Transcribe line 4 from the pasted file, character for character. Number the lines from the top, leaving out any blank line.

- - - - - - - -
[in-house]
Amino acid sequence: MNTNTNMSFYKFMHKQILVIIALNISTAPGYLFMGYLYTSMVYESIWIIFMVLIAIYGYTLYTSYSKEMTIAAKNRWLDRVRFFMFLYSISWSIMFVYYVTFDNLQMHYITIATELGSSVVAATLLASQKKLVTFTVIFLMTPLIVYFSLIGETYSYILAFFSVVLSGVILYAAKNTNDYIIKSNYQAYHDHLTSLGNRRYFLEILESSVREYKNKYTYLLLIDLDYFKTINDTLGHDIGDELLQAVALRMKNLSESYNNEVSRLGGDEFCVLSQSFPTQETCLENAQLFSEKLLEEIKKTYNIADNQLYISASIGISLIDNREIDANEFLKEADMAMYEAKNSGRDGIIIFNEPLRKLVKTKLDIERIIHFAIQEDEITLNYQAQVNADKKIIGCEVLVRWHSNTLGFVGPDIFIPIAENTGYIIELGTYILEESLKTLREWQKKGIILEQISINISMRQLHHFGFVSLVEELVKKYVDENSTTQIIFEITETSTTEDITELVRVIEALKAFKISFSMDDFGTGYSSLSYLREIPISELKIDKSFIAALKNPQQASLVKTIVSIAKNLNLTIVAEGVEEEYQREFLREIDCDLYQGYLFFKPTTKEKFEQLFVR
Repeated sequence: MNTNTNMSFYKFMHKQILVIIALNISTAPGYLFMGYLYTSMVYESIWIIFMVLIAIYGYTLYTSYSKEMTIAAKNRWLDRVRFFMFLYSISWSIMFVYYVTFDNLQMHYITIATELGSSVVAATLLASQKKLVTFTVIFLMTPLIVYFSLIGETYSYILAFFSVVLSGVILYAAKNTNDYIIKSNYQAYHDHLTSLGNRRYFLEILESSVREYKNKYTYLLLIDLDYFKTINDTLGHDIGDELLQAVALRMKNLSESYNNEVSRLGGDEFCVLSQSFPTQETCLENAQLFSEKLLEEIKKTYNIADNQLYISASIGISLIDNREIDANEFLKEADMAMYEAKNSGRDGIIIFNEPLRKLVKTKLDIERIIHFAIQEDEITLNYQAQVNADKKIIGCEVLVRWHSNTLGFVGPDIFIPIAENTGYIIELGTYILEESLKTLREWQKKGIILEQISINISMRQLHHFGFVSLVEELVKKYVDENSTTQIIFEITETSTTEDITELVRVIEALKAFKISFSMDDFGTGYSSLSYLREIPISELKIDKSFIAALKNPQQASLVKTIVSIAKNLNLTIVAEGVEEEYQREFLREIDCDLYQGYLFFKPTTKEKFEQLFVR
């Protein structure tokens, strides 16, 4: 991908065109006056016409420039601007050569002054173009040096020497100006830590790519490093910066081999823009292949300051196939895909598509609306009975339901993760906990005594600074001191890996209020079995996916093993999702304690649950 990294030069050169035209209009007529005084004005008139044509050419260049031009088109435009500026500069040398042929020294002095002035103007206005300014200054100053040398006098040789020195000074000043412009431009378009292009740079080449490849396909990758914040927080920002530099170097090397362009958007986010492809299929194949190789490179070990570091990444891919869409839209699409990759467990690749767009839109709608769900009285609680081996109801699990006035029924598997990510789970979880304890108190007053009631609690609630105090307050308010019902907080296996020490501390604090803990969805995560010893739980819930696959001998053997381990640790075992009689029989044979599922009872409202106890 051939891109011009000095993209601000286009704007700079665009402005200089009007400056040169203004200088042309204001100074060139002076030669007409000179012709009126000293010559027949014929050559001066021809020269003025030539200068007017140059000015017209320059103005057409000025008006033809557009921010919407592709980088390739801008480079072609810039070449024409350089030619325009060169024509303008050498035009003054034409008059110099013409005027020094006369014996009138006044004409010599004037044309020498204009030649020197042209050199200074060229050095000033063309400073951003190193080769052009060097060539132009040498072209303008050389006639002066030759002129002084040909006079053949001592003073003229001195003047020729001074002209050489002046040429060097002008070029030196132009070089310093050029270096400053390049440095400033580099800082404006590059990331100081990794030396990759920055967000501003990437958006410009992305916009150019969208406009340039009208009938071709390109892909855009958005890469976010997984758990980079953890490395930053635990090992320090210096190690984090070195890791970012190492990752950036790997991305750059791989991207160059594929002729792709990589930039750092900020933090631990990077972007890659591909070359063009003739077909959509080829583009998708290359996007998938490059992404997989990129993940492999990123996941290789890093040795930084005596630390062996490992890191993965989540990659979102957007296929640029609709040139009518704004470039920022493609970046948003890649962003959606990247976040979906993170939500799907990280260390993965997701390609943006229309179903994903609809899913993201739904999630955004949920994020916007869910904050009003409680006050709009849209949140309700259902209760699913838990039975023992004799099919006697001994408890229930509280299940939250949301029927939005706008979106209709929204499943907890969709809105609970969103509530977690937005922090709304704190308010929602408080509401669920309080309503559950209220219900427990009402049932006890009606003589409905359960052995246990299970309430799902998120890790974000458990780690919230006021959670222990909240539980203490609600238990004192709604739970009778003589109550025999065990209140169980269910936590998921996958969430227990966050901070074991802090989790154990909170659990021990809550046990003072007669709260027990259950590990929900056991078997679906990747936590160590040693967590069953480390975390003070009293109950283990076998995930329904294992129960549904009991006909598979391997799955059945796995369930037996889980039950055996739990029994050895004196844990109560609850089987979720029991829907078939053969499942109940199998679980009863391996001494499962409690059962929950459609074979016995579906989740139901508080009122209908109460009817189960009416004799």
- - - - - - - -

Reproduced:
């Protein structure tokens, strides 16, 4: 991908065109006056016409420039601007050569002054173009040096020497100006830590790519490093910066081999823009292949300051196939895909598509609306009975339901993760906990005594600074001191890996209020079995996916093993999702304690649950 990294030069050169035209209009007529005084004005008139044509050419260049031009088109435009500026500069040398042929020294002095002035103007206005300014200054100053040398006098040789020195000074000043412009431009378009292009740079080449490849396909990758914040927080920002530099170097090397362009958007986010492809299929194949190789490179070990570091990444891919869409839209699409990759467990690749767009839109709608769900009285609680081996109801699990006035029924598997990510789970979880304890108190007053009631609690609630105090307050308010019902907080296996020490501390604090803990969805995560010893739980819930696959001998053997381990640790075992009689029989044979599922009872409202106890 051939891109011009000095993209601000286009704007700079665009402005200089009007400056040169203004200088042309204001100074060139002076030669007409000179012709009126000293010559027949014929050559001066021809020269003025030539200068007017140059000015017209320059103005057409000025008006033809557009921010919407592709980088390739801008480079072609810039070449024409350089030619325009060169024509303008050498035009003054034409008059110099013409005027020094006369014996009138006044004409010599004037044309020498204009030649020197042209050199200074060229050095000033063309400073951003190193080769052009060097060539132009040498072209303008050389006639002066030759002129002084040909006079053949001592003073003229001195003047020729001074002209050489002046040429060097002008070029030196132009070089310093050029270096400053390049440095400033580099800082404006590059990331100081990794030396990759920055967000501003990437958006410009992305916009150019969208406009340039009208009938071709390109892909855009958005890469976010997984758990980079953890490395930053635990090992320090210096190690984090070195890791970012190492990752950036790997991305750059791989991207160059594929002729792709990589930039750092900020933090631990990077972007890659591909070359063009003739077909959509080829583009998708290359996007998938490059992404997989990129993940492999990123996941290789890093040795930084005596630390062996490992890191993965989540990659979102957007296929640029609709040139009518704004470039920022493609970046948003890649962003959606990247976040979906993170939500799907990280260390993965997701390609943006229309179903994903609809899913993201739904999630955004949920994020916007869910904050009003409680006050709009849209949140309700259902209760699913838990039975023992004799099919006697001994408890229930509280299940939250949301029927939005706008979106209709929204499943907890969709809105609970969103509530977690937005922090709304704190308010929602408080509401669920309080309503559950209220219900427990009402049932006890009606003589409905359960052995246990299970309430799902998120890790974000458990780690919230006021959670222990909240539980203490609600238990004192709604739970009778003589109550025999065990209140169980269910936590998921996958969430227990966050901070074991802090989790154990909170659990021990809550046990003072007669709260027990259950590990929900056991078997679906990747936590160590040693967590069953480390975390003070009293109950283990076998995930329904294992129960549904009991006909598979391997799955059945796995369930037996889980039950055996739990029994050895004196844990109560609850089987979720029991829907078939053969499942109940199998679980009863391996001494499962409690059962929950459609074979016995579906989740139901508080009122209908109460009817189960009416004799």